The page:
Law Students Advocate for Abused and Neglected Children
Thursday, May 21 2009
May 21, 2009
Written by Donna Emert
Advocate Training Offered to the Public June 6 and 13
MOSCOW, Idaho – Some 850 children enter the U.S. foster care system daily because it is too dangerous for them to live at home, according to Child Advocates, an organization that mobilizes court appointed volunteers to break the vicious cycle of child abuse.
Making sure abused and neglected children are placed in safe, permanent homes is the mission of the National Court Appointed Special Advocate (CASA) Association. University of Idaho law students serving as Court Appointed Special Advocates are working with the organization in northern Idaho and Washington. Together, they are making a profound difference for children.
“The wonderful thing since we partnered with the University of Idaho Law School is that, in Idaho, we currently have only five cases who do not have a guardian ad litem (guardian at law), and one case – one family – in Washington,” said Lisa Elliott, executive director of the Second Judicial District CASA program. “The University of Idaho has been pivotal in bringing our numbers up from 60 percent coverage to 95 percent coverage of cases. It’s been an amazing partnership.”
The Law School/CASA partnership began in 2005. Currently, 14 Idaho law students are certified to provide GAL services and 11 are assigned to active cases, providing pro bono service to the program. The students meet with their clients – the children – face to face monthly, appear in court on their behalf as needed, are prepared to testify if called, and write a report offering recommendations on whether or not it is in the child’s best interest to return to parents or other guardians.
Marie Callaway is pursuing a juris doctor degree at the University of Idaho with emphasis on natural resource and environmental law. A former teacher, Callaway coordinates the law students working for the program, and serves as an advocate herself. Elliott provides volunteers the requisite 30 hours of initial CASA training, and the 10-12 hours of additional training required annually. Volunteers also are fingerprinted and given background checks.
“Being a law student is one of the most selfish experiences I have ever had,” said Callaway. “To stay on top of your schoolwork, you have to commit an amazing amount of time. I have definitely fallen out of contact with some of the people and activities that are important to me. Becoming a CASA helps put perspective back into life. It reminds me why I decided to come to law school: to become a voice for those that don’t have the same opportunities to be heard as others. That is a very real and very unfortunate aspect of our legal process, and it is one of the reasons pro bono work is so important.”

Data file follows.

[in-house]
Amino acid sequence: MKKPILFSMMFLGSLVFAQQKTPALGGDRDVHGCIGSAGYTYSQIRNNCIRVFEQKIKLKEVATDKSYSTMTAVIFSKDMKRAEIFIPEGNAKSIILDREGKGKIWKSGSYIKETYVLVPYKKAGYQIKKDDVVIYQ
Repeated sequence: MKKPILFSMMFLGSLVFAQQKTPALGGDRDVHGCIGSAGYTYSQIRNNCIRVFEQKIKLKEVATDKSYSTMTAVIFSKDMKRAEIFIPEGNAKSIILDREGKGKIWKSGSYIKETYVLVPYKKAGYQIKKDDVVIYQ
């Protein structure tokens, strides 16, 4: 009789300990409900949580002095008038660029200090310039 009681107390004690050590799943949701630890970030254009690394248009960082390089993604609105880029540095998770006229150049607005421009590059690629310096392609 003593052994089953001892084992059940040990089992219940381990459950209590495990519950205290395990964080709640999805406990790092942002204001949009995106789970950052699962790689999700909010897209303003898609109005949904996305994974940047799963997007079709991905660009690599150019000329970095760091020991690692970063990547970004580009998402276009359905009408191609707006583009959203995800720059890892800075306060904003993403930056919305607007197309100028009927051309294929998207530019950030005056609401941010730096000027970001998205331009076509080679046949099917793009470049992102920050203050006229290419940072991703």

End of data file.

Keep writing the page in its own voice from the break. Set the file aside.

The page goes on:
Elliott is grateful for the help of all CASA volunteers and their commitment to the children they represent. Law students’ training and familiarity with the court system are additional assets, she said.
“Our volunteers sometimes approach the court system with trepidation,” said Elliott. “Law students are more comfortable with the courts, and they have wonderful writing skills. When they put together reports for the judge, it gives the facts, but it also is a very persuasive document that says, ‘this is what should happen in this child’s life,' and if students need to testify they are willing to do it. Having incredible people to represent our children just really gives us a leg up in the judicial system and the child protection system.”
“Being a CASA has made me realize that I want to continue working with and for kids,” said Callaway. “Every child appointed a CASA also has a pro bono attorney assigned to his or her case. After law school, I hope to offer my services in that capacity.”
Elliott will provide CASA training the first two Saturdays in June: June 6 and 13, from 9 a.m. to 4 p.m. at the College of Law's Menard Law Building, located near the corner of Sixth and Rayburn Streets on the Moscow campus. Students and others volunteers are welcome. For more information, contact Elliott at email@example.com
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About the University of Idaho
Founded in 1889, the University of Idaho is the state’s flagship higher-education institution and its principal graduate education and research university, bringing insight and innovation to the state, the nation and the world. University researchers attract nearly $100 million in research grants and contracts each year; the University of Idaho is the only institution in the state to earn the prestigious Carnegie Foundation ranking for high research activity. The university’s student population includes first-generation college students and ethnically diverse scholars. Offering more than 150 degree options in 10 colleges, the university combines the strengths of a large university with the intimacy of small learning communities. For information, visit www.uidaho.edu
Media Contact: Joni Kirk, University Communications, (208) 885-7725, firstname.lastname@example.org
About the University of Idaho
The University of Idaho helps students to succeed and become leaders. Its land-grant mission furthers innovative scholarly and creative research to grow Idaho's economy and serve a statewide community. From its main campus in Moscow, Idaho, to 70 research and academic locations statewide, U-Idaho emphasizes real-world application as part of its student experience. U-Idaho combines the strength of a large university with the intimacy of small learning communities. It is home to the Vandals, and competes in the Western Athletic Conference. For information, visit www.uidaho.edu